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Counterintuive findings and results in political science: The more things change…

- November 24, 2008

Skip down a few posts and you’ll find two by John Sides (here and here), documenting (celebrating?) a change that he perceives in political science research over the last several decades, as indicated by the frequency with which the term “counterintuitive finding” or “counterintuitive result” has been used in the political science journals that are archived in JSTOR. To judge from the trend line in John’s chart, which points sharply upwards, this change has been pretty darned dramatic.

Well, maybe. Or maybe not.

John’s chart shows the number of items in which “counterintuitive finding” or “counterintuitive result” is mentioned (with or without the hyphen) as increasing from 0 during the 1950s and 1960s to 73 during the 1990s. Those figures are exactly correct. But I don’t think that the tale they tell is one of substantial change.

The omitted part of the story is the denominator, which John hasn’t taken into account – the number of items in which the terms in question appear as a percentage of the total number of items. There are many more political science journals now than there used to be. So to some extent the trend that John documents can be attributed simply to the fact that more political science journals are publishing more articles. I don’t want to overstate this effect, though, because even when the total number of items is taken into account the trend line points upwards. To see this, look at the following graph, where I’ve plotted the number of political science articles mentioning “counterintuitive finding” or “counterintuitive result” in a given decade as a proportion of all the political science articles published during that decade. The line trends upwards.(1)

intuitivea2line.png

But now let’s be real. There is upwards and there is upwards. What we see in the graph is that the trend line moves upwards from 0 during the 1950s to one-third of one percent (.0036) during the 1990s; that is, during the 1990s the term “counterintuitive finding” or “counterintuitive result” appeared in a grand total of three out of every thousand political science articles.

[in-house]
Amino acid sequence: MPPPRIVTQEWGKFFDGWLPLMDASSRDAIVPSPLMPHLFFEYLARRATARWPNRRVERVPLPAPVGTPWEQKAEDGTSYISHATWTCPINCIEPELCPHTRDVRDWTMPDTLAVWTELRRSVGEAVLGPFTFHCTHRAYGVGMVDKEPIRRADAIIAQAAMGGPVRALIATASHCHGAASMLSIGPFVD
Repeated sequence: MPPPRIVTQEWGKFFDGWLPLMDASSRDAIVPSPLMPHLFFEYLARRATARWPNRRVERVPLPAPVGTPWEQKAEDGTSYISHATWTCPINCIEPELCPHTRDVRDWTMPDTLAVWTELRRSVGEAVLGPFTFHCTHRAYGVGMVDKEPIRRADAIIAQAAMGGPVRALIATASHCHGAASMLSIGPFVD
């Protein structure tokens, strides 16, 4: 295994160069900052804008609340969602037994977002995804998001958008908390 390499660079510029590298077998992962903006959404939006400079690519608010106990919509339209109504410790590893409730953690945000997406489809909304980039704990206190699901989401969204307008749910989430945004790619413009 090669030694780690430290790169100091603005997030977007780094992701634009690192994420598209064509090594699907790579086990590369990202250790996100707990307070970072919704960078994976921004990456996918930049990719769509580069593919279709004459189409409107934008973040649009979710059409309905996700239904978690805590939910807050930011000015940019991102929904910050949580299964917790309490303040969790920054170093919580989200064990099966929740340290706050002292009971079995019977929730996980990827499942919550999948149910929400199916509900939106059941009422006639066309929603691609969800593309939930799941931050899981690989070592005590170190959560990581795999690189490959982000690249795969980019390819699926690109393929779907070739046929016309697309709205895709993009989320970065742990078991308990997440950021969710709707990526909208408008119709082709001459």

I acknowledge that tastes may vary vis-à-vis how much change must occur to be important, significant, or noteworthy. At the very least, though, the graph above conveys an altogether different message than John’s does. And naturally I think that the message that my chart conveys is more appropriate than the one that John’s conveys. Namely: Once upon a time, political scientists didn’t talk about “counterintuitive findings” or “counterintuitive results” at all; now they almost never do.

As a follow-up, I also counted the number of articles in which the term “surprising finding” or “surprising result” appeared, which turned out to be more frequent than the “counterintuitive” counterparts of these terms. Even then, though, the proportions were tiny.

I confess that I’m uncertain whether I should be pleased or displeased about the infrequency with which we political scientists describe our findings and results as counterintuitive or surprising. Counterintuitive or surprising findings could be evidence of the vitality of our research programs, indications that we’re operating out on the frontiers and confronting an ever-widening array of previously unexplored new phenomena. That’s a happy reading, isn’t it? Or they could be evidence that our theories are so weak that when, after the 1950s and 1960s, we’ve finally gotten around to devising reasonable empirical tests of them, we find that they simply don’t hold up. That’s a less happy reading, isn’t it?

(1)Rather than taking into account all the items published in these journals, as John did, I confined my analysis to all articles published in these journals. I did this because it seemed appropriate to disregard the miscellany that appears in these journals, and because, as it happened, this restriction actually stacked the deck in John’s favor.

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